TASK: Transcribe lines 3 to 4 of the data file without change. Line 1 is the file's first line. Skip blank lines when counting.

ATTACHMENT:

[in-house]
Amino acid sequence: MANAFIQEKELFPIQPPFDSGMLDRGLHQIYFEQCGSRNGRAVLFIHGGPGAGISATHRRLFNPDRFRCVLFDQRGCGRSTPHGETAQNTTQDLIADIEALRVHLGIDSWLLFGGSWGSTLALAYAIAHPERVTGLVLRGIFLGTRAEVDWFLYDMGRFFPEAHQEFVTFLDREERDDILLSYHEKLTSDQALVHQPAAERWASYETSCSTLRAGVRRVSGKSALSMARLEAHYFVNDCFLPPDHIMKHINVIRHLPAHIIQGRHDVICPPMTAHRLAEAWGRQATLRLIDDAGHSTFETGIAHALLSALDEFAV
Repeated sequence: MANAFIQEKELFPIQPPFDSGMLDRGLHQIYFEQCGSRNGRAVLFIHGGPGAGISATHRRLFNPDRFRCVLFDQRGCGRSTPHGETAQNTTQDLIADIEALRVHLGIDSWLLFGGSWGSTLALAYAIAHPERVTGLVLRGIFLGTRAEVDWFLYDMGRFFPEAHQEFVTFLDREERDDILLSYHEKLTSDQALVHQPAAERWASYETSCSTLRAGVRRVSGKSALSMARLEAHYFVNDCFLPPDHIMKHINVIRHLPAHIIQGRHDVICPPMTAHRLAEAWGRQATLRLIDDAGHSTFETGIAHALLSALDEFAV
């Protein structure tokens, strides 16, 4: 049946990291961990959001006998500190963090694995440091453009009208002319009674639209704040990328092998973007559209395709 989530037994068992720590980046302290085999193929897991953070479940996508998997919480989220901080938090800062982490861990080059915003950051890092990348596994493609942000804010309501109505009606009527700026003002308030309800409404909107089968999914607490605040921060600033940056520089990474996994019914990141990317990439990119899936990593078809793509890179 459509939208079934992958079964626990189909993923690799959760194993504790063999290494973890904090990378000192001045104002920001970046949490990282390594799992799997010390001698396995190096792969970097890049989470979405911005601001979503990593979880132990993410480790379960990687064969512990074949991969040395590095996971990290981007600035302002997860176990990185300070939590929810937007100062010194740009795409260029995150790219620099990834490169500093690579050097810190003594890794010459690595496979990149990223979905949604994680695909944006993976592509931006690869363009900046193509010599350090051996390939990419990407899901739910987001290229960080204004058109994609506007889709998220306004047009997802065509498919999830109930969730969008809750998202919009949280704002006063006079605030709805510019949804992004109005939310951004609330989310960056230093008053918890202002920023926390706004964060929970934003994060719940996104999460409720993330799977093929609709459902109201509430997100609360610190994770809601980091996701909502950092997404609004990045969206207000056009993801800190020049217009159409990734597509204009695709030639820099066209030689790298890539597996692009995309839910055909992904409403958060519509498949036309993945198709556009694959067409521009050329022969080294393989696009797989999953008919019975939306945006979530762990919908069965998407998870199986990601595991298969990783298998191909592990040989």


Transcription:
Repeated sequence: MANAFIQEKELFPIQPPFDSGMLDRGLHQIYFEQCGSRNGRAVLFIHGGPGAGISATHRRLFNPDRFRCVLFDQRGCGRSTPHGETAQNTTQDLIADIEALRVHLGIDSWLLFGGSWGSTLALAYAIAHPERVTGLVLRGIFLGTRAEVDWFLYDMGRFFPEAHQEFVTFLDREERDDILLSYHEKLTSDQALVHQPAAERWASYETSCSTLRAGVRRVSGKSALSMARLEAHYFVNDCFLPPDHIMKHINVIRHLPAHIIQGRHDVICPPMTAHRLAEAWGRQATLRLIDDAGHSTFETGIAHALLSALDEFAV
């Protein structure tokens, strides 16, 4: 049946990291961990959001006998500190963090694995440091453009009208002319009674639209704040990328092998973007559209395709 989530037994068992720590980046302290085999193929897991953070479940996508998997919480989220901080938090800062982490861990080059915003950051890092990348596994493609942000804010309501109505009606009527700026003002308030309800409404909107089968999914607490605040921060600033940056520089990474996994019914990141990317990439990119899936990593078809793509890179 459509939208079934992958079964626990189909993923690799959760194993504790063999290494973890904090990378000192001045104002920001970046949490990282390594799992799997010390001698396995190096792969970097890049989470979405911005601001979503990593979880132990993410480790379960990687064969512990074949991969040395590095996971990290981007600035302002997860176990990185300070939590929810937007100062010194740009795409260029995150790219620099990834490169500093690579050097810190003594890794010459690595496979990149990223979905949604994680695909944006993976592509931006690869363009900046193509010599350090051996390939990419990407899901739910987001290229960080204004058109994609506007889709998220306004047009997802065509498919999830109930969730969008809750998202919009949280704002006063006079605030709805510019949804992004109005939310951004609330989310960056230093008053918890202002920023926390706004964060929970934003994060719940996104999460409720993330799977093929609709459902109201509430997100609360610190994770809601980091996701909502950092997404609004990045969206207000056009993801800190020049217009159409990734597509204009695709030639820099066209030689790298890539597996692009995309839910055909992904409403958060519509498949036309993945198709556009694959067409521009050329022969080294393989696009797989999953008919019975939306945006979530762990919908069965998407998870199986990601595991298969990783298998191909592990040989």